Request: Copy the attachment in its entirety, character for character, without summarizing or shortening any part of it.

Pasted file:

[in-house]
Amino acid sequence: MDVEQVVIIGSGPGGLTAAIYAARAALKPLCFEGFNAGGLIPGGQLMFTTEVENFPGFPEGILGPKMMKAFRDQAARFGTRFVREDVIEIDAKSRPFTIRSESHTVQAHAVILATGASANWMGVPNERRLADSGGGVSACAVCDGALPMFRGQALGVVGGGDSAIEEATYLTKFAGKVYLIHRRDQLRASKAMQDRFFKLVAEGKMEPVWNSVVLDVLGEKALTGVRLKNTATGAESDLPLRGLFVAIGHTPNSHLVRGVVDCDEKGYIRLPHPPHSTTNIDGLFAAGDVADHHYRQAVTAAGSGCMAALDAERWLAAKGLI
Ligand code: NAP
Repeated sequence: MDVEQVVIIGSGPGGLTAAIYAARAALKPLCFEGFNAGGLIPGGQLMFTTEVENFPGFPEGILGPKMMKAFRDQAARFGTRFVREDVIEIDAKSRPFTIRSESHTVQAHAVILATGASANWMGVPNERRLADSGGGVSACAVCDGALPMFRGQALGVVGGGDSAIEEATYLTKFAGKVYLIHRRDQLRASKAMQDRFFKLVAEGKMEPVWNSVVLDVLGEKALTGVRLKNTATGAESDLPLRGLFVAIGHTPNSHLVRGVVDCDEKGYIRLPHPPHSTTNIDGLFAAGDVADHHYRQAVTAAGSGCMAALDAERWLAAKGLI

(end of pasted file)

[in-house]
Amino acid sequence: MDVEQVVIIGSGPGGLTAAIYAARAALKPLCFEGFNAGGLIPGGQLMFTTEVENFPGFPEGILGPKMMKAFRDQAARFGTRFVREDVIEIDAKSRPFTIRSESHTVQAHAVILATGASANWMGVPNERRLADSGGGVSACAVCDGALPMFRGQALGVVGGGDSAIEEATYLTKFAGKVYLIHRRDQLRASKAMQDRFFKLVAEGKMEPVWNSVVLDVLGEKALTGVRLKNTATGAESDLPLRGLFVAIGHTPNSHLVRGVVDCDEKGYIRLPHPPHSTTNIDGLFAAGDVADHHYRQAVTAAGSGCMAALDAERWLAAKGLI
Ligand code: NAP
Repeated sequence: MDVEQVVIIGSGPGGLTAAIYAARAALKPLCFEGFNAGGLIPGGQLMFTTEVENFPGFPEGILGPKMMKAFRDQAARFGTRFVREDVIEIDAKSRPFTIRSESHTVQAHAVILATGASANWMGVPNERRLADSGGGVSACAVCDGALPMFRGQALGVVGGGDSAIEEATYLTKFAGKVYLIHRRDQLRASKAMQDRFFKLVAEGKMEPVWNSVVLDVLGEKALTGVRLKNTATGAESDLPLRGLFVAIGHTPNSHLVRGVVDCDEKGYIRLPHPPHSTTNIDGLFAAGDVADHHYRQAVTAAGSGCMAALDAERWLAAKGLI